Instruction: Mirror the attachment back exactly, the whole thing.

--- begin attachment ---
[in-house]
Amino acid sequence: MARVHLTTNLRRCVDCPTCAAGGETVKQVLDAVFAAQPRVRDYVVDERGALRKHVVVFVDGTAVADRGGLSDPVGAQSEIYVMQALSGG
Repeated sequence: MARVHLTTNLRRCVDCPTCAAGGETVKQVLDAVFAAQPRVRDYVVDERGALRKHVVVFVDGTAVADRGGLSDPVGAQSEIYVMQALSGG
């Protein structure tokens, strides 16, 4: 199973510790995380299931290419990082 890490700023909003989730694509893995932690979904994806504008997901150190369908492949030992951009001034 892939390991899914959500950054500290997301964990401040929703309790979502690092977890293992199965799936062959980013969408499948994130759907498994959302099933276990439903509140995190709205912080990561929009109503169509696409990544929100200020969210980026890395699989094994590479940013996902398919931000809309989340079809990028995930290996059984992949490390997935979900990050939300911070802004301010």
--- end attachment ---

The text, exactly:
[in-house]
Amino acid sequence: MARVHLTTNLRRCVDCPTCAAGGETVKQVLDAVFAAQPRVRDYVVDERGALRKHVVVFVDGTAVADRGGLSDPVGAQSEIYVMQALSGG
Repeated sequence: MARVHLTTNLRRCVDCPTCAAGGETVKQVLDAVFAAQPRVRDYVVDERGALRKHVVVFVDGTAVADRGGLSDPVGAQSEIYVMQALSGG
């Protein structure tokens, strides 16, 4: 199973510790995380299931290419990082 890490700023909003989730694509893995932690979904994806504008997901150190369908492949030992951009001034 892939390991899914959500950054500290997301964990401040929703309790979502690092977890293992199965799936062959980013969408499948994130759907498994959302099933276990439903509140995190709205912080990561929009109503169509696409990544929100200020969210980026890395699989094994590479940013996902398919931000809309989340079809990028995930290996059984992949490390997935979900990050939300911070802004301010």